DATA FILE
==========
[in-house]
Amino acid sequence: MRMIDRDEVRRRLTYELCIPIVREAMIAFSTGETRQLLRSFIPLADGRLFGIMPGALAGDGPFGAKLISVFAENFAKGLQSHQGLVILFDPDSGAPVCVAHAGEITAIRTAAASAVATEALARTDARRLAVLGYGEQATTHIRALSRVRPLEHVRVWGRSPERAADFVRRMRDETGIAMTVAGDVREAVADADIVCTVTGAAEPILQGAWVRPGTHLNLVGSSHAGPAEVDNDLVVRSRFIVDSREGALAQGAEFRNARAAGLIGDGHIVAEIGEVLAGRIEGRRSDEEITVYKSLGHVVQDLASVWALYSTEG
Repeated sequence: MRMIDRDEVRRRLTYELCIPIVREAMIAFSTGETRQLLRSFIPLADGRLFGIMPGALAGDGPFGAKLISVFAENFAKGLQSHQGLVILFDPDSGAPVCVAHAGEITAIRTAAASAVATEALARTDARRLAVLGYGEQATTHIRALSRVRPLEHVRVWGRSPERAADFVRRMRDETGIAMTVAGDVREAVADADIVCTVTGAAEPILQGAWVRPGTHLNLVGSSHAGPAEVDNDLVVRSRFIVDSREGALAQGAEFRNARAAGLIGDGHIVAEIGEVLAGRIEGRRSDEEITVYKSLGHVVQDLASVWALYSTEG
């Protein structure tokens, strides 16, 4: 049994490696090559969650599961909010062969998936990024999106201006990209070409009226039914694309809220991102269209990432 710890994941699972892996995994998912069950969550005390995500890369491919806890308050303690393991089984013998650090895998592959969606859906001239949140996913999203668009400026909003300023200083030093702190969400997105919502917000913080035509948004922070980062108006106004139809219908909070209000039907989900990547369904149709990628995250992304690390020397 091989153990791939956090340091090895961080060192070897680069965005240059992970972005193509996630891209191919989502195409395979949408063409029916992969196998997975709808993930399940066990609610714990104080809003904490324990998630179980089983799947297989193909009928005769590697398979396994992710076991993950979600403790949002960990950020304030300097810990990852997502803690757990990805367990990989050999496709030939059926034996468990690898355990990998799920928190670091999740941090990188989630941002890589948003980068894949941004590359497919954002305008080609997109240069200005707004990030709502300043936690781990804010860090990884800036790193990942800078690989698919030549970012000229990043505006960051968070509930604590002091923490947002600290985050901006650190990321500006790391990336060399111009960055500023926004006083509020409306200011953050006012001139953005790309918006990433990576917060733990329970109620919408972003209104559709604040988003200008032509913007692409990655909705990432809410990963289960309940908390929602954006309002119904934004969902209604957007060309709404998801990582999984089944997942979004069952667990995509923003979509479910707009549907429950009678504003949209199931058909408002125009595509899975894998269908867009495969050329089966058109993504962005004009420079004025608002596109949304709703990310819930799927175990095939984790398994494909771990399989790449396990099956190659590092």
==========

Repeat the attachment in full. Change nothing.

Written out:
[in-house]
Amino acid sequence: MRMIDRDEVRRRLTYELCIPIVREAMIAFSTGETRQLLRSFIPLADGRLFGIMPGALAGDGPFGAKLISVFAENFAKGLQSHQGLVILFDPDSGAPVCVAHAGEITAIRTAAASAVATEALARTDARRLAVLGYGEQATTHIRALSRVRPLEHVRVWGRSPERAADFVRRMRDETGIAMTVAGDVREAVADADIVCTVTGAAEPILQGAWVRPGTHLNLVGSSHAGPAEVDNDLVVRSRFIVDSREGALAQGAEFRNARAAGLIGDGHIVAEIGEVLAGRIEGRRSDEEITVYKSLGHVVQDLASVWALYSTEG
Repeated sequence: MRMIDRDEVRRRLTYELCIPIVREAMIAFSTGETRQLLRSFIPLADGRLFGIMPGALAGDGPFGAKLISVFAENFAKGLQSHQGLVILFDPDSGAPVCVAHAGEITAIRTAAASAVATEALARTDARRLAVLGYGEQATTHIRALSRVRPLEHVRVWGRSPERAADFVRRMRDETGIAMTVAGDVREAVADADIVCTVTGAAEPILQGAWVRPGTHLNLVGSSHAGPAEVDNDLVVRSRFIVDSREGALAQGAEFRNARAAGLIGDGHIVAEIGEVLAGRIEGRRSDEEITVYKSLGHVVQDLASVWALYSTEG
């Protein structure tokens, strides 16, 4: 049994490696090559969650599961909010062969998936990024999106201006990209070409009226039914694309809220991102269209990432 710890994941699972892996995994998912069950969550005390995500890369491919806890308050303690393991089984013998650090895998592959969606859906001239949140996913999203668009400026909003300023200083030093702190969400997105919502917000913080035509948004922070980062108006106004139809219908909070209000039907989900990547369904149709990628995250992304690390020397 091989153990791939956090340091090895961080060192070897680069965005240059992970972005193509996630891209191919989502195409395979949408063409029916992969196998997975709808993930399940066990609610714990104080809003904490324990998630179980089983799947297989193909009928005769590697398979396994992710076991993950979600403790949002960990950020304030300097810990990852997502803690757990990805367990990989050999496709030939059926034996468990690898355990990998799920928190670091999740941090990188989630941002890589948003980068894949941004590359497919954002305008080609997109240069200005707004990030709502300043936690781990804010860090990884800036790193990942800078690989698919030549970012000229990043505006960051968070509930604590002091923490947002600290985050901006650190990321500006790391990336060399111009960055500023926004006083509020409306200011953050006012001139953005790309918006990433990576917060733990329970109620919408972003209104559709604040988003200008032509913007692409990655909705990432809410990963289960309940908390929602954006309002119904934004969902209604957007060309709404998801990582999984089944997942979004069952667990995509923003979509479910707009549907429950009678504003949209199931058909408002125009595509899975894998269908867009495969050329089966058109993504962005004009420079004025608002596109949304709703990310819930799927175990095939984790398994494909771990399989790449396990099956190659590092």